No tickets were written or charges filed against Michael Haug when Town of Tonawanda police stopped the off-duty sheriff’s deputy in 2009 for erratic and possibly impaired driving.

Wednesday, that break helped add anywhere from eight months to two years to Haug’s prison sentence.

The former Erie County sheriff’s deputy was sentenced to two to six years in prison for striking and critically injuring a motorcyclist Aug. 4 while driving drunk at Sheridan Drive and Bailey Avenue in Amherst.

Haug, 29, of Kenmore, was off duty at the time of the crash.

He had faced anywhere from probation to up to seven years in prison for severely injuring Daniel J. Colosimo, 37, of the Town of Tonawanda.

When Haug pleaded guilty in November to vehicular assault and driving while intoxicated, Erie County Judge Thomas P. Franczyk did not promise any sentence, keeping open the full range of options. But the judge, at the plea hearing, said he was leaning toward capping any prison sentence at 1 1/2 to four years, pending any new information.

Franczyk said Wednesday that learning about the 2009 incident “hit me between the eyes” and cited it as one of the reasons he opted for a longer sentence for Haug’s crimes last summer.

“You were shown a professional courtesy [in 2009],” Franczyk said. “I don’t think that did you any favors.”

If he had faced charges from the 2009 incident, that might have taught him a lesson so that he would have avoided driving drunk the morning he struck Colosimo, the judge said.

Haug has said he drank seven beers and seven shots of tequila between 1 a.m. and 4 a.m., said Kelley A. Omel, chief of the Erie County District Attorney’s Office’s Vehicular Crimes Bureau.

The crash happened at about 4 a.m. Colosimo was stopped at a red light in the westbound lane of Sheridan at Bailey when he was struck from behind by Haug, who was driving a 2011 Jeep, Amherst police have said.

Colosimo suffered a traumatic brain injury, a torn intestine, leg fractures and bruised internal organs. He was taken to Erie County Medical Center in critical condition and treated for his injuries.

He underwent about a half-dozen surgeries. “With the extent of my injuries, I shouldn’t be here,” he said.

Colosimo was in the courtroom with a dozen friends and family members when Haug was sentenced.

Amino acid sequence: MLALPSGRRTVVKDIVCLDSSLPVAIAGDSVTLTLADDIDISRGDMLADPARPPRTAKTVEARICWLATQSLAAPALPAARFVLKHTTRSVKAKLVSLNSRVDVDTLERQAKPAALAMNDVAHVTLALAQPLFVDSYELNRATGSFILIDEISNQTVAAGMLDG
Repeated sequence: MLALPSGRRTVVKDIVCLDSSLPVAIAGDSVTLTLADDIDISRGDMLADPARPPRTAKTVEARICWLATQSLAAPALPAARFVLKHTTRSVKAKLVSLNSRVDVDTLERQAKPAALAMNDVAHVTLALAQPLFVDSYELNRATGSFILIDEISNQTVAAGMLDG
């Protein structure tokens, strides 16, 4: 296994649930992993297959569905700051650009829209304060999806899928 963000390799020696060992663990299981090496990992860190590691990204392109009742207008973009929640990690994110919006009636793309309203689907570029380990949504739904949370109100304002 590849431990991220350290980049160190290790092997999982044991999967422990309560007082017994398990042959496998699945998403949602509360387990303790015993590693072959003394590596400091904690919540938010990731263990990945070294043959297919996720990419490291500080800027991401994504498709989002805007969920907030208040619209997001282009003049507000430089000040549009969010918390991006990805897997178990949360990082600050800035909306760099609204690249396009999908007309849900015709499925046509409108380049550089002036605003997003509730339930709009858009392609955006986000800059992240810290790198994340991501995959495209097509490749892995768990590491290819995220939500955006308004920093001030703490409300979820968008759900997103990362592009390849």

After the judge imposed the sentence, defense lawyer Brian M. Melber asked to review a transcript of the plea proceeding to see if Wednesday’s sentence was different from what the judge had indicated in November he would impose.

The judge, prosecutor, defense lawyer and defendant reviewed the transcript in a jury room while a packed courtroom waited.

After conferring for several minutes, they returned to the courtroom, and Franczyk said the transcript showed that he was not bound by any sentencing promise.

Then Haug was handcuffed and escorted by deputies out of the courtroom, bound for prison.

Colosimo had sought the maximum prison term but said he was pleased by the sentence.

“I’m happy, but it’s never enough,” he told reporters after the court hearing.

Anyone not wearing a badge probably would not have caught a break like Haug received in 2009, Colosimo said.

“Nobody’s above the law,” he said after the hearing. “If it was me or you, we’d get a ticket. We’d get points on our license. They get let go. It’s not right.”

“He shouldn’t have been let go on the first one,” he said. “I’m just lucky I’m here to talk about it.”

He has returned to work part time. “It’s a struggle every day,” he said, noting the aches he has when he awakes in the morning. “I have scars from head to toe.”

Haug, in a short statement before his sentence was imposed, tried to make amends with Colosimo.

“Daniel, I know anything I say right now will never take away the pain,” Haug told him. “I wish you the best.”

Colosimo was not forgiving. “They didn’t mean nothing,” he said of Haug’s remarks.

“Being a sheriff’s deputy, I thought you were supposed to uphold the law,” he said.

Haug refused a blood-alcohol test the morning of the crash, and Amherst police obtained a court order from a judge to have his blood drawn, authorities said. His blood-alcohol content was 0.25 percent, three times the minimum level for a DWI charge.

Haug had been on the force for 5½ years at the time of the crash.

In Haug’s interview with a probation officer for a presentencing report, he said, “I knew I was buzzed but did not think I was drunk,” according to Omel, the prosecutor.

Melber, the defense lawyer, said Haug has tried to make amends for his crimes, speaking at DWI victim-impact panels and meeting with the staff at Headway of Western New York, an agency for people with brain injuries.

“Michael Haug is a good man,” Melber said. “We’re here because he did something that wasn’t good. He blames nobody but himself for what he did that night.”

After the crash, “he didn’t run,” Melber said. “He didn’t hide. He stayed. He stood up. He tried to help. He stayed.”

And he has paid a heavy price: the loss of his reputation and his job. He will never again be a deputy, the career to which he aspired, Melber said. “All of that is gone, forever,” he said.